Saturday, July 04, 2009

Wrap Up of My Year Living in Ghana

Well, it has been some months now since I last made a post here. I apologize to friends and strangers alike who may be reading. I have been suffering from re-entry into the USA. It has been very difficult.

I have had to depart my beloved Ghana and am now working in an office in California. I miss my bucket showers under the stars. I miss smiling faces and caring people. I miss greetings given by strangers that you pass on the street. Morning porrage for breakfast and no alarm clock.

Basically no clock period. On the equator, the days never change, so it is sunrise at 6AM and sunset at 6PM.....every day. And every day, you are surrounded by friendly, sharing, hospitable people. Even if they do not know you, they are quick to offer assistance and would give you the shirt off their back if you need a shirt - even if is the only shirt they own. Lives are tightly woven together and everyone helps each other to get by.

Sure, it was not always easy living in a compound house with 18 extended family members, no plumbing and only one pit toilet. But my family that I live with was always ready to do anything to keep me comfortable and healthy. I miss them so very much.

During my year living in Ghana I visited more schools than I can count. Through my work with the TransCAP Foundation (Transitional Center for AIDS Prevention), I was able to pass out school supplies, athletic equipment, essay awards, and even a few laptop computers. I have mentioned Pencil Day before, one of my favorite activities at schools. Just passing out pencils at a school would generate such excitement and joy you would think I was passing out $100 bills. I helped some with reading and computer skills too, with many a night interrupted by a young child asking for some computer time on my home machine, which I also used to help teach children.

I also met with health officials in the Ministry of Health and the Ghana AIDS Commission and visited a number of HIV prevention organizations and clinics. The message is broadcast everywhere in Ghana about being safe. Everyone knows their ABC's. Abstinance. Be faithful. Condomize. The message is there, but condoms are not easy to find or afford.

The infighting and political maneuvering and even ignorance among many of these groups was astonishing, and dashed any hopes I had for doing more serious work in this field. When an official at the Ministry of Health glares across his desk at you and boldly proclaims that "there is no AIDS in the north of Ghana", it feels like a hopeless situation. (The northern regions of Ghana are the poorest and the least served by institutions.) When NGO's are worried more about fighting other NGO's than fighting for the clients they serve, it is clear that priorities are not set correctly. I felt pretty much alone in my works on this front, doing what I could while trying to remain under the radar.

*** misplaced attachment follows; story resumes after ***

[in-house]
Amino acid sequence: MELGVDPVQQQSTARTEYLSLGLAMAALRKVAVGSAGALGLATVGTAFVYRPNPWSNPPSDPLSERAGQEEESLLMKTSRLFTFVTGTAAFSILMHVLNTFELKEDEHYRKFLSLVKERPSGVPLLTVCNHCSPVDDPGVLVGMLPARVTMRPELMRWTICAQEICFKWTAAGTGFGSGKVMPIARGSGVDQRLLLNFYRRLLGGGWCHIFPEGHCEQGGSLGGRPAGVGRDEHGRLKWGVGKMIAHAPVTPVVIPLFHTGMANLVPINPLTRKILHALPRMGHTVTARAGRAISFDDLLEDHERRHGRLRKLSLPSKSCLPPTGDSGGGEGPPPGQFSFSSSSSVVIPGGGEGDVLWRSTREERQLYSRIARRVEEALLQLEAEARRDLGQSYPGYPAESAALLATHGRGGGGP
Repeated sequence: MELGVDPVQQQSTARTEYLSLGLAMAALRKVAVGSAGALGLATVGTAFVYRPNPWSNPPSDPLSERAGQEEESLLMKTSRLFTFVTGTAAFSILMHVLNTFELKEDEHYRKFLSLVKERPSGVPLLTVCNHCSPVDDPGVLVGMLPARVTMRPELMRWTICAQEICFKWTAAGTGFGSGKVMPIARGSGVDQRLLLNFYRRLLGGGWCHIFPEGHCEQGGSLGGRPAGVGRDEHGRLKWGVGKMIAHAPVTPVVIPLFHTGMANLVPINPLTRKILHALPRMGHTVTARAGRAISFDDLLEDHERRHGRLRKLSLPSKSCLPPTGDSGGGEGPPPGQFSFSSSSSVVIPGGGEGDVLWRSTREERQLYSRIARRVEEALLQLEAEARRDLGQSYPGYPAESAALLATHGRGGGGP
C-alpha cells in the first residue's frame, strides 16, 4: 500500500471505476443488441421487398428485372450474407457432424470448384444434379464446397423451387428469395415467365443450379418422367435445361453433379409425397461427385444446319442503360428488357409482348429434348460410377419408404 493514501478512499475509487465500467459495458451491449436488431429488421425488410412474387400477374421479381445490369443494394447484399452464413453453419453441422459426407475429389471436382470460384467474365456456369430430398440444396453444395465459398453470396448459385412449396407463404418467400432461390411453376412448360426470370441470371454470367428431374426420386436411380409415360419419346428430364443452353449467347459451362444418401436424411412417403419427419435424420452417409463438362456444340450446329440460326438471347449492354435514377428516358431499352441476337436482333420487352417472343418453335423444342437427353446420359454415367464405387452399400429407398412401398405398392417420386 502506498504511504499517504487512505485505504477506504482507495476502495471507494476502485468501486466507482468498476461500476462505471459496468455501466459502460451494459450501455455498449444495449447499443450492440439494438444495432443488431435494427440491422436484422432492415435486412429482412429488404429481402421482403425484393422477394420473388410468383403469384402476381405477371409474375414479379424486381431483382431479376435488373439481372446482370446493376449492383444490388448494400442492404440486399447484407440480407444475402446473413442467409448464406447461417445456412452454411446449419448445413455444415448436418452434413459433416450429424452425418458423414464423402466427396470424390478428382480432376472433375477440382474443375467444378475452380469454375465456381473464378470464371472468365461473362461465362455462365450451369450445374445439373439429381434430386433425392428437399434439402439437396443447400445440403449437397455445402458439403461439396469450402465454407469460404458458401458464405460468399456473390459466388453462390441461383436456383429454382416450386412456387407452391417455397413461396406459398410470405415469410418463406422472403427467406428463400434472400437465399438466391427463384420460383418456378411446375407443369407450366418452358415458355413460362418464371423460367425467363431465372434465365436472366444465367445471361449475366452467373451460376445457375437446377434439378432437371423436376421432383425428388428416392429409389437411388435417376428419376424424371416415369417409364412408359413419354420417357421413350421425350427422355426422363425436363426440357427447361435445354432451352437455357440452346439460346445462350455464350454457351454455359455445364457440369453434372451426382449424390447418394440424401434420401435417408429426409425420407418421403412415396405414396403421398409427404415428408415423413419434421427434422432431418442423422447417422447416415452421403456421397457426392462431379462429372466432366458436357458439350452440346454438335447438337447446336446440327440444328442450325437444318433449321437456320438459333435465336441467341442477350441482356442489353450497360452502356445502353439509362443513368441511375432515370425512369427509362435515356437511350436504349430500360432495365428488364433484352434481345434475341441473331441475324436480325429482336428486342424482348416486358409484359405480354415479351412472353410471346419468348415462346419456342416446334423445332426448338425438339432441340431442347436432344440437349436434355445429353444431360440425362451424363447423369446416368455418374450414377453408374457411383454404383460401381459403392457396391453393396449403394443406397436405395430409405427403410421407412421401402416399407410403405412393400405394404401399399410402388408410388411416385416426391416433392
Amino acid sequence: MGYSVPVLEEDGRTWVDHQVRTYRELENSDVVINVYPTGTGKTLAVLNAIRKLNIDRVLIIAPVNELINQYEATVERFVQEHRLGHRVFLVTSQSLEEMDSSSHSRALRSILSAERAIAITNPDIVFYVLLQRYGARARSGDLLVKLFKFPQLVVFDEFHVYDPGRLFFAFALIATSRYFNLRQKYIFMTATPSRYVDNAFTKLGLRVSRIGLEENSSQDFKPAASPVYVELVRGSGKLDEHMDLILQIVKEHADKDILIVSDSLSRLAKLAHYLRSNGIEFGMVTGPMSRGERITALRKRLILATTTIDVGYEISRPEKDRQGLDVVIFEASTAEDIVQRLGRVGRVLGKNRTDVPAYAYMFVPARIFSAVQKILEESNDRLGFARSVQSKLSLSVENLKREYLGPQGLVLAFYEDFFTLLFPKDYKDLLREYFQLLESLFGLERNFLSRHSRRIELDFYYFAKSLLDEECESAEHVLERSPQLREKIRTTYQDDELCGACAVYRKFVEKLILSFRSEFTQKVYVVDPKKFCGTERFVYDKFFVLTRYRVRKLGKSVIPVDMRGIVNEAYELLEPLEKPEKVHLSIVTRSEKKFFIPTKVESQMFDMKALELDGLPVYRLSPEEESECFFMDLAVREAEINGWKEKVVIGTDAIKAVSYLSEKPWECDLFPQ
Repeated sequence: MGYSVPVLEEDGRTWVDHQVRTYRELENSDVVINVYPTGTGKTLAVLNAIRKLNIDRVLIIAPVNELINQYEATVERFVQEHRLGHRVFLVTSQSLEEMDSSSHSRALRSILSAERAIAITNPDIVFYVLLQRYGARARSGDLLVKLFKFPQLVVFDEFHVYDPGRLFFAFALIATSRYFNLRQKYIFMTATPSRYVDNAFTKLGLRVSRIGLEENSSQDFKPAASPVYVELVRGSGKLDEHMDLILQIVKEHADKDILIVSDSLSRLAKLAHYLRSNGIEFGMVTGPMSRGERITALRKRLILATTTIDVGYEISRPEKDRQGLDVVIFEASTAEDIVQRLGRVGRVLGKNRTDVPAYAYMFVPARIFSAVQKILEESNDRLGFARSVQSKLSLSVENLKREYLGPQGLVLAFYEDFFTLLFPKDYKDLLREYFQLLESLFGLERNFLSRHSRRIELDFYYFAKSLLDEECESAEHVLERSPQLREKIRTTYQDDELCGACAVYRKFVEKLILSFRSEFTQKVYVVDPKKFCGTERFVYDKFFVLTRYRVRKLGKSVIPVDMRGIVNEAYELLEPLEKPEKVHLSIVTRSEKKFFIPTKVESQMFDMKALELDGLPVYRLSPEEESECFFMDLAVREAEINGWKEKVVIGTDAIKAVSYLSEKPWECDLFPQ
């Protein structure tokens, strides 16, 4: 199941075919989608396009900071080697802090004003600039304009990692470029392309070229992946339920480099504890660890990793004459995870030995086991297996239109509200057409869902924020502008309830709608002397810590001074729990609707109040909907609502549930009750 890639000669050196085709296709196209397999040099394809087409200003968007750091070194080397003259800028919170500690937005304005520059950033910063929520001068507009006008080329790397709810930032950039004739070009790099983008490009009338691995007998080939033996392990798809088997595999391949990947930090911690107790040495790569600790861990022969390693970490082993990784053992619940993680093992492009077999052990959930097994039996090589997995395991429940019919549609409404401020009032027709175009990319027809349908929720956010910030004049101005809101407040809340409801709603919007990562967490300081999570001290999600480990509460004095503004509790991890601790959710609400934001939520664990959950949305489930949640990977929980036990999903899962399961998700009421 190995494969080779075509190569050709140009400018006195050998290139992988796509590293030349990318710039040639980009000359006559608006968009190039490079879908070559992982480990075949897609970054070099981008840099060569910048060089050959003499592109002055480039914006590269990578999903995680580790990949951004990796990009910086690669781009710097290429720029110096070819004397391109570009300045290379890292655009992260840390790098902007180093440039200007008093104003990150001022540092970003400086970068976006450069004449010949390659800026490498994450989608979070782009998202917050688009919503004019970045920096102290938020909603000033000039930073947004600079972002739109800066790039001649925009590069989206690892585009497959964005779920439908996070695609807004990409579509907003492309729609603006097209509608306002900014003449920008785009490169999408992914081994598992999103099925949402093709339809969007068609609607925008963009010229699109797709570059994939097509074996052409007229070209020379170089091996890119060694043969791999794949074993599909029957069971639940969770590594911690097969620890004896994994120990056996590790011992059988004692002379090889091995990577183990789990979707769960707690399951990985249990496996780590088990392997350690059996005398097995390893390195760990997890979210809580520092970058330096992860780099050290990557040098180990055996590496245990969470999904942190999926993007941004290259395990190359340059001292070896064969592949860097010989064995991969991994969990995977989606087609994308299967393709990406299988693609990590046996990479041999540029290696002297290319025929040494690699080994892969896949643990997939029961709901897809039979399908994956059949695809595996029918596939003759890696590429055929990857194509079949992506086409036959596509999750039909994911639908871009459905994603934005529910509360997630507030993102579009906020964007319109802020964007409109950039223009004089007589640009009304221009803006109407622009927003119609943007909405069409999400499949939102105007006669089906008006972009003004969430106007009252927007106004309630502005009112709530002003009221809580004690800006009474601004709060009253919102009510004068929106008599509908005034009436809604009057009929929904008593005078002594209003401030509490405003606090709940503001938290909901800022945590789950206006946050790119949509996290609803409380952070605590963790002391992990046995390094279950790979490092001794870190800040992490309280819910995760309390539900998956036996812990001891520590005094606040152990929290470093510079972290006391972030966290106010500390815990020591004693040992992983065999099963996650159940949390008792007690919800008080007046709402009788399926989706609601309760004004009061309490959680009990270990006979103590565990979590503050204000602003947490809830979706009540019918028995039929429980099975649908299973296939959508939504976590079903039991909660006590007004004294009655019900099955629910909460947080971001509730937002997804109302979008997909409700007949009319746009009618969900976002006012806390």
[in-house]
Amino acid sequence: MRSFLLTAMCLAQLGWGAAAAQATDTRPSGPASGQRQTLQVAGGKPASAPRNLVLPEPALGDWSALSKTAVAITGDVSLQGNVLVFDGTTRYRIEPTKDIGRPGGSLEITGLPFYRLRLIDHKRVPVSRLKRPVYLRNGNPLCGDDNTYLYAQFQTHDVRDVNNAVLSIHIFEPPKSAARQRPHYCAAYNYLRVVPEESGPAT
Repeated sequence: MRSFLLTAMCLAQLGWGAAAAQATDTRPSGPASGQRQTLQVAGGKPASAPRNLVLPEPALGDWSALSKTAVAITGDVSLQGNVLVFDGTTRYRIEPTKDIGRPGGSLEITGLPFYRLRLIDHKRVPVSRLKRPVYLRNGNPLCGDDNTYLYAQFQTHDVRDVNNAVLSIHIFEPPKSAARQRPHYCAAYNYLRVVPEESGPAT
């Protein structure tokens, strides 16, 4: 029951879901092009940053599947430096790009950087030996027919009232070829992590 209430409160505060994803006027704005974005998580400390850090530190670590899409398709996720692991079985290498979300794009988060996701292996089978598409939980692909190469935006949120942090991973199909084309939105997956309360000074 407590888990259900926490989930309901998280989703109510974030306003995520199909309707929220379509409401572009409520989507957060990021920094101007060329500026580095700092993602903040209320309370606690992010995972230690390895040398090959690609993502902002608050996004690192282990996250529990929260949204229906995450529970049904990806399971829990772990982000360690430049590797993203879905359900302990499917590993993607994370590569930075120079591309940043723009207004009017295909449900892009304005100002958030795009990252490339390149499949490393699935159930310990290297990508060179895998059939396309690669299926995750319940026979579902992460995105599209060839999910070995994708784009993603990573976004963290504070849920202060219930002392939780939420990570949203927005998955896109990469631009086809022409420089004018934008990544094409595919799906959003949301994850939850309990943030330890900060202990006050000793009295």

This is why I am so pleased with another project I worked on there. It is one of the best ways I personally have found to help. Rather than importing/exporting goods or trying to raise charitable contributions or even doing volunteer work, it seems best to invest in jobs. Jobs that bring money *into* Ghana would be better. Or jobs that bring people who have money. From there it was quick to see that a travel business stressing charitable giving would be a great way to bring relief into the very poor community where I live.....and Easy Track Ghana was born.

We are a community-based tour business in Ghana. Our staff comes from the shanty where I lived and we train raw talent to become certified guides and administrative staff. We offer opportunity in a place where there is very little opportunity. Bringing visitors to this area has a profound impact on them, and we have received many gifts to give to the community from our guests.

Our corporate responsibility is strong and we pay the salary for employees' time on this library project. We are proud to pay SSNIT (social security) and P.A.Y.E. (income tax) for our employees. We file corporate tax returns with the IRS in Ghana, unlike many of our competitors. It is our responsibility to help build a better Ghana.

While at the same time, we are providing memorable and exciting tours to our guests. The emails I get from visitors that have traveled with Easy Track have been outstanding. More than one visitor has told me that Easy Track Ghana has given them the best vacation of their life. I am so proud of each and every one of the Easy Track team.

In addition to being an awesome adventure and learning experience, this year in Ghana was truly one of the most rewarding events of my life. With jobs so scarce, the rule of thumb is that every employed person is helping support 10 family members that are not working. Supporting familes and the community by giving visitors tours of a lifetime - now that is win-win for all involved!


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